What does it take to build a great team culture?

Photo by Tim Marshall

I worked with many great teams throughout my career. Rather regional ones, national ones, European teams, Asian teams, global teams. I participated in team building events, went to town halls and on weekend trips with the whole company. I listened to CEOs sharing their vision and the company’s corporate values. I took leadership skills trainings and followed leadership programmes. I witnessed and was part of many attempts to build a great team, but I always felt that something was missing. So what does it take to build a great team culture?

Letting yourself fall backwards into the open arms of your team members can surely create the feeling for trust – especially in that moment. But what else does it tell me about them? Team building activities are fun and build trust. They help people to get to know each other in a different way. How much of this trust gets back into the workplace? How much does it help me to know that my colleague is good in reading maps and in managing to get us all home safely if she is easily offended by small things at the office? I trust her greatly and know she is a good sports, but how do I address her sensitivity? How different could it be if we had worked on our values and our self-awareness instead? Then talking about interpersonal differences could take place on a different level and turn into a discussion about values, expectations and attitudes. We could talk about why we do see the world from a different perspective.

The awareness about the significance of cultural differences may be widespread, the ways of constructively dealing with those differences seem to be rather limited. Building a great team culture is only possible if you account for cultural differences and if you give the team the chance to create their own culture.

What does it take to build a great team culture?
  1. You look for the desired qualities in people, 
  2. You get the basics right and 
  3. You provide the infrastructure to honour and promote the team culture.
1. What are the desired qualities in people?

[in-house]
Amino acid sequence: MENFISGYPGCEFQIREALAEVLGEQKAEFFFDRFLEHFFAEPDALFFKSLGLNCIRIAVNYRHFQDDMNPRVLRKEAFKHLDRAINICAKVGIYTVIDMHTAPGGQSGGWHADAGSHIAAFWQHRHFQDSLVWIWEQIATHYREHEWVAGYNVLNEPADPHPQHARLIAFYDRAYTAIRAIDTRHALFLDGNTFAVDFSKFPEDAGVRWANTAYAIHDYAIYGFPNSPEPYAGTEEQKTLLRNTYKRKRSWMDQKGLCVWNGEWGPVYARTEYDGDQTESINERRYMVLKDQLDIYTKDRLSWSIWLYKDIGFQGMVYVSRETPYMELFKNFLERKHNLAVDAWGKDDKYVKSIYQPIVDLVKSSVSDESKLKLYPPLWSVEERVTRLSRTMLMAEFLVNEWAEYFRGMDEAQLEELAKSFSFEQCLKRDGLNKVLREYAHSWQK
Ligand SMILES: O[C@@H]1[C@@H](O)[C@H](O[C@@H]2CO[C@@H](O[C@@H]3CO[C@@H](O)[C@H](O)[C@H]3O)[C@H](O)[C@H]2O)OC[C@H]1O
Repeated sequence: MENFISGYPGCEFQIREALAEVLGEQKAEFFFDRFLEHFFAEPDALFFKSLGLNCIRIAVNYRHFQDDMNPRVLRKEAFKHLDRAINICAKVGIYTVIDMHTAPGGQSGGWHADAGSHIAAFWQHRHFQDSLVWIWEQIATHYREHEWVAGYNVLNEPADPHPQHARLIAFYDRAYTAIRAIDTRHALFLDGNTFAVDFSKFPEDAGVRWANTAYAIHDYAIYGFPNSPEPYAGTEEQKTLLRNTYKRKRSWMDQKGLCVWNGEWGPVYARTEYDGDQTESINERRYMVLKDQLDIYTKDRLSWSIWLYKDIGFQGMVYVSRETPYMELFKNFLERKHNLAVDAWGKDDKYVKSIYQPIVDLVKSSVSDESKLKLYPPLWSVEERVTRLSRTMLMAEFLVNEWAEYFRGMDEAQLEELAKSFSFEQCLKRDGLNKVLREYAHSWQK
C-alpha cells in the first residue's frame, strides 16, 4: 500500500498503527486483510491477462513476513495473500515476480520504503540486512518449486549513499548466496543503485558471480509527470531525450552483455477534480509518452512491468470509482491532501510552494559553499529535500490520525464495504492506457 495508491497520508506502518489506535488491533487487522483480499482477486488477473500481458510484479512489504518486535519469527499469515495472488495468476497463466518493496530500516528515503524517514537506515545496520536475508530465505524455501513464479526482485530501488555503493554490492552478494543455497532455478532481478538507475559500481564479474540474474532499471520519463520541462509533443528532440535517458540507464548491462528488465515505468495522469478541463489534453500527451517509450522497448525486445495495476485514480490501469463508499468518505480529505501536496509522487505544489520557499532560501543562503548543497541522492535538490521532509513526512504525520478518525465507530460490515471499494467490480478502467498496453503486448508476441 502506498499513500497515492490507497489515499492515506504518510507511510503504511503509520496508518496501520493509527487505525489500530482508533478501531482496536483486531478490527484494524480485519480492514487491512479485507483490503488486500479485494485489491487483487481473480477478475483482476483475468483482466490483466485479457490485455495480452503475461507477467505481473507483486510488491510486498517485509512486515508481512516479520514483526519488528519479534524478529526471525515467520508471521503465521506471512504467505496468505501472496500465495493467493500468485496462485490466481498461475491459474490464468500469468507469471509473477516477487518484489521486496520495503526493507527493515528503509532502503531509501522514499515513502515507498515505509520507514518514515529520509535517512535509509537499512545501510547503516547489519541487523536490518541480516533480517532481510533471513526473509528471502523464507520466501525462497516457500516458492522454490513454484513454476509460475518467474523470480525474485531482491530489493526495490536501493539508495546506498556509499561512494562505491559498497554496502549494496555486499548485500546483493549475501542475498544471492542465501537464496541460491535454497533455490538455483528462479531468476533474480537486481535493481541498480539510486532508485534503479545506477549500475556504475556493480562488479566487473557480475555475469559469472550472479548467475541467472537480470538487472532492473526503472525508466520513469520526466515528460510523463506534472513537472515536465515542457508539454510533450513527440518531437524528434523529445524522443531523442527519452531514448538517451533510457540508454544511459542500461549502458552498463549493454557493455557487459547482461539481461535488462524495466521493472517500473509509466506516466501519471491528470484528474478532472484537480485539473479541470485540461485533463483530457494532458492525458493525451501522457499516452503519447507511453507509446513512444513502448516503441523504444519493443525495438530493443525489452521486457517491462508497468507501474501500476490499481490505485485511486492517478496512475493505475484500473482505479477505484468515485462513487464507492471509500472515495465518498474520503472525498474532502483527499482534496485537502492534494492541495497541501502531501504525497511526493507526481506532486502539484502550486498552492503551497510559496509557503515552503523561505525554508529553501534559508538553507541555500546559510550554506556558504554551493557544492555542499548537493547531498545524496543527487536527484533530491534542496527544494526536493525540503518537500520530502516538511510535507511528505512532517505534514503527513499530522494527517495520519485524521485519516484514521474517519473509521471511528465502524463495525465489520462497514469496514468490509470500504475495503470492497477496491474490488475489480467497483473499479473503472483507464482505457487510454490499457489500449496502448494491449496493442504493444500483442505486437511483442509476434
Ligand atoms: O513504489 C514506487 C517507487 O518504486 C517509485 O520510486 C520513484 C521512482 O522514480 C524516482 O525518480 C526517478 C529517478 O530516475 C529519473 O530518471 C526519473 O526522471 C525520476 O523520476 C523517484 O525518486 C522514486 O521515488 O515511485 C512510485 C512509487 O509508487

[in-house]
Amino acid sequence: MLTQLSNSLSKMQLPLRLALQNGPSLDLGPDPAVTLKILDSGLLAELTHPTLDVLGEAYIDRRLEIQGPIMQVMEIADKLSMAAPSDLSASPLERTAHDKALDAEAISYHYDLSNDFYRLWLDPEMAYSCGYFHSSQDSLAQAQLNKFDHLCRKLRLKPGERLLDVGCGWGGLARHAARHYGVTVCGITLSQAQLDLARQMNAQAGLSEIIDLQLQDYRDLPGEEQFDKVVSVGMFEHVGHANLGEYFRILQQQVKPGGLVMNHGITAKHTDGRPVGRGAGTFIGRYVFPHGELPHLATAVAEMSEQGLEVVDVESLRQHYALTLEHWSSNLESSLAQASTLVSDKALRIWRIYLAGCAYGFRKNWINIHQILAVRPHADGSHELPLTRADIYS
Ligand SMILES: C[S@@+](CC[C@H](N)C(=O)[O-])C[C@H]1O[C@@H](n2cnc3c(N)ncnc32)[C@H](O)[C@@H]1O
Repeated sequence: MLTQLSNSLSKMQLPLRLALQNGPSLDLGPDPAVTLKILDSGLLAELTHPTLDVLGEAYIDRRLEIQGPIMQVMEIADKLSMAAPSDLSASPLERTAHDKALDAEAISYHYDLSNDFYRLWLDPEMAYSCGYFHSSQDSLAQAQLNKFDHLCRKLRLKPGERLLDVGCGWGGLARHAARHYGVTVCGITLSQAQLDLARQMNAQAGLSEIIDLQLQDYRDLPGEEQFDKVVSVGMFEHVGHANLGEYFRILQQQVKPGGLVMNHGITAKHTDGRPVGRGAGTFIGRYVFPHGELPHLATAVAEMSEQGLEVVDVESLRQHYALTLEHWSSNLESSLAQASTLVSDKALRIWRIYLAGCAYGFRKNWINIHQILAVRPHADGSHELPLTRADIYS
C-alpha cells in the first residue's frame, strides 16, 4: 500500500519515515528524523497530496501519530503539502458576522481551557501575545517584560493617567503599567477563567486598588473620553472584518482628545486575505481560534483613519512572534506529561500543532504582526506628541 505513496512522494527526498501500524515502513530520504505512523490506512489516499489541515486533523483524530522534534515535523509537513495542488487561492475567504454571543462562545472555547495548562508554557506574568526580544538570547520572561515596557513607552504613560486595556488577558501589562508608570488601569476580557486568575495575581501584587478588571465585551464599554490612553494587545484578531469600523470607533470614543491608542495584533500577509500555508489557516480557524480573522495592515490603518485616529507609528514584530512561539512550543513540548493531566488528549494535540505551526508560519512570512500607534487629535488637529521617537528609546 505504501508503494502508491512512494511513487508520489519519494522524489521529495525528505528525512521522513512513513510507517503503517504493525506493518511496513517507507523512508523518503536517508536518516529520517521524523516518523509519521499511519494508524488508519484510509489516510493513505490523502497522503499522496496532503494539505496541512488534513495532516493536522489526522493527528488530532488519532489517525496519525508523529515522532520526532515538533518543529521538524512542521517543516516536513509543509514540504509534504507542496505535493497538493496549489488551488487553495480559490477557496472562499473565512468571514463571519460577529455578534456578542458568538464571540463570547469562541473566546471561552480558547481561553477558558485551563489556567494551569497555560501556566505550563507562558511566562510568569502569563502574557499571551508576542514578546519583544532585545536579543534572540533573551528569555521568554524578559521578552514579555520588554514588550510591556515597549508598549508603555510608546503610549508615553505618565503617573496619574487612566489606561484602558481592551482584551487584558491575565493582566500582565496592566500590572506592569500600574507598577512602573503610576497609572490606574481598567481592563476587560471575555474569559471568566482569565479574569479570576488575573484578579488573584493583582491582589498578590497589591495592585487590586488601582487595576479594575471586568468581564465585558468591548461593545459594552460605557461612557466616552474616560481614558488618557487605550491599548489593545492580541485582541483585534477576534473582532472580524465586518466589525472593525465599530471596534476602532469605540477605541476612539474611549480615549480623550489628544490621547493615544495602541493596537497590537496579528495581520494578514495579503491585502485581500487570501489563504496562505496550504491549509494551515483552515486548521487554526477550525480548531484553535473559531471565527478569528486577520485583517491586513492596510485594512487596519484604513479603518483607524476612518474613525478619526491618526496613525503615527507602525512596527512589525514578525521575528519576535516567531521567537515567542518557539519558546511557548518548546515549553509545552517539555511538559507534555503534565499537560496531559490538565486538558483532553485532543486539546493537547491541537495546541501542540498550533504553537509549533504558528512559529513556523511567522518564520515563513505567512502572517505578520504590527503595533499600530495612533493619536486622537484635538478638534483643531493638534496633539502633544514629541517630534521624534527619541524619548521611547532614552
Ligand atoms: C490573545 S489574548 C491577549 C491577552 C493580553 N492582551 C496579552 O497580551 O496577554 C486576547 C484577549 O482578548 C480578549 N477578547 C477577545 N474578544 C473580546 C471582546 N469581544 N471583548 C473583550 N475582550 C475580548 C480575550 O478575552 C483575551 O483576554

In my opinion those are curiosity and self-awareness. Curiosity and self-awareness are key features of great team builders and members. Curiosity is oriented towards the outside world, self-awareness rather towards the inside.

Curiosity is such a strong quality in individuals and teams as it helps us to approach issues in a non-judgemental way, to think more deeply and rationally about decisions and to build trusting and collaborative relationships with our colleagues. Curiosity leads us to generate alternatives, makes us less biased when looking for information and less falling into stereotyping people by making broad judgements.

Our level of self-awareness describes how clearly we see our own values, passions, aspirations fit with our environment, reactions and impact on others. But self-awareness also describes our understanding of how other people view us in terms of the before mentioned. The more you know how others see you, the more skilled you are in showing empathy and taking others’ perspective.

Curiosity and self-awareness are strong qualities in people to build a great team culture.

2. Get the basics right

With “getting the basics right” I would like to draw your attention to values and cultural dimensions. The knowledge and understanding of the team members’ key values and their personal cultural dimensions are two key ingredients to get the process of developing a team culture started.